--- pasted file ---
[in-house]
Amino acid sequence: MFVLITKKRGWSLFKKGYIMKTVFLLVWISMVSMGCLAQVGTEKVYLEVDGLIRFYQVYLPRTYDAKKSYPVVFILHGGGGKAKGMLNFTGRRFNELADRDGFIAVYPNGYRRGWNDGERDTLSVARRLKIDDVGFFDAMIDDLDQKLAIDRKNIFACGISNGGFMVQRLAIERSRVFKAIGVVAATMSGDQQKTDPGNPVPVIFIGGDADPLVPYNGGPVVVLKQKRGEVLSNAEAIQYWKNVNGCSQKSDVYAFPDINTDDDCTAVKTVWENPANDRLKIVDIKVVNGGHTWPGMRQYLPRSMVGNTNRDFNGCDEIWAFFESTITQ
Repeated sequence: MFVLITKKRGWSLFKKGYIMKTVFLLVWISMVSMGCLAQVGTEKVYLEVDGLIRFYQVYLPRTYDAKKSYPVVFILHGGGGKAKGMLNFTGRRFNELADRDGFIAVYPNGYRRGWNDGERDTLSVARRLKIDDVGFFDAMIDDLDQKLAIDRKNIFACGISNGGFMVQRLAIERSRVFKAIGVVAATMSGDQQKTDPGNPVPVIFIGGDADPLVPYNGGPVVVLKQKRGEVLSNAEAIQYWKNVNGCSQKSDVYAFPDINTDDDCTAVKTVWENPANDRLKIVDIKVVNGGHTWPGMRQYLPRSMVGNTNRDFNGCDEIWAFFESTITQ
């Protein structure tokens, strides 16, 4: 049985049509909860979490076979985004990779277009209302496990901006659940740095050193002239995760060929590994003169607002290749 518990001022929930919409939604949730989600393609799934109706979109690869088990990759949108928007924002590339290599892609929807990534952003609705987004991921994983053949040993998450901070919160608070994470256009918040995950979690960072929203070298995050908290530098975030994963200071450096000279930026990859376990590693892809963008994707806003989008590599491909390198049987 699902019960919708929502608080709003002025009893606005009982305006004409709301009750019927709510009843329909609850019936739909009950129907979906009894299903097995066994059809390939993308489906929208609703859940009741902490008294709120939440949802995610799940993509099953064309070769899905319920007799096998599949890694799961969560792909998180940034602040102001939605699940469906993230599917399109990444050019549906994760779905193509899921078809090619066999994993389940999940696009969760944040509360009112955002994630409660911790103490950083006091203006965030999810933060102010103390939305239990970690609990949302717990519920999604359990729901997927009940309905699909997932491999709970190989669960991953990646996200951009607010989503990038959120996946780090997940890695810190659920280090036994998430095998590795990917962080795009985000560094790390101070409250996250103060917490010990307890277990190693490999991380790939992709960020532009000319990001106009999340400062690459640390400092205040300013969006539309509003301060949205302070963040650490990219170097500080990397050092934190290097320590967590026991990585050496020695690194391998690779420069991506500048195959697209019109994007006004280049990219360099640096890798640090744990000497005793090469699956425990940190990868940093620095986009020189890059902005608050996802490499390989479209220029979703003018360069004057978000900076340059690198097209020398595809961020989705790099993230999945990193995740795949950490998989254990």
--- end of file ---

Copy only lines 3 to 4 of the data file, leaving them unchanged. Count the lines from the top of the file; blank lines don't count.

Repeated sequence: MFVLITKKRGWSLFKKGYIMKTVFLLVWISMVSMGCLAQVGTEKVYLEVDGLIRFYQVYLPRTYDAKKSYPVVFILHGGGGKAKGMLNFTGRRFNELADRDGFIAVYPNGYRRGWNDGERDTLSVARRLKIDDVGFFDAMIDDLDQKLAIDRKNIFACGISNGGFMVQRLAIERSRVFKAIGVVAATMSGDQQKTDPGNPVPVIFIGGDADPLVPYNGGPVVVLKQKRGEVLSNAEAIQYWKNVNGCSQKSDVYAFPDINTDDDCTAVKTVWENPANDRLKIVDIKVVNGGHTWPGMRQYLPRSMVGNTNRDFNGCDEIWAFFESTITQ
């Protein structure tokens, strides 16, 4: 049985049509909860979490076979985004990779277009209302496990901006659940740095050193002239995760060929590994003169607002290749 518990001022929930919409939604949730989600393609799934109706979109690869088990990759949108928007924002590339290599892609929807990534952003609705987004991921994983053949040993998450901070919160608070994470256009918040995950979690960072929203070298995050908290530098975030994963200071450096000279930026990859376990590693892809963008994707806003989008590599491909390198049987 699902019960919708929502608080709003002025009893606005009982305006004409709301009750019927709510009843329909609850019936739909009950129907979906009894299903097995066994059809390939993308489906929208609703859940009741902490008294709120939440949802995610799940993509099953064309070769899905319920007799096998599949890694799961969560792909998180940034602040102001939605699940469906993230599917399109990444050019549906994760779905193509899921078809090619066999994993389940999940696009969760944040509360009112955002994630409660911790103490950083006091203006965030999810933060102010103390939305239990970690609990949302717990519920999604359990729901997927009940309905699909997932491999709970190989669960991953990646996200951009607010989503990038959120996946780090997940890695810190659920280090036994998430095998590795990917962080795009985000560094790390101070409250996250103060917490010990307890277990190693490999991380790939992709960020532009000319990001106009999340400062690459640390400092205040300013969006539309509003301060949205302070963040650490990219170097500080990397050092934190290097320590967590026991990585050496020695690194391998690779420069991506500048195959697209019109994007006004280049990219360099640096890798640090744990000497005793090469699956425990940190990868940093620095986009020189890059902005608050996802490499390989479209220029979703003018360069004057978000900076340059690198097209020398595809961020989705790099993230999945990193995740795949950490998989254990």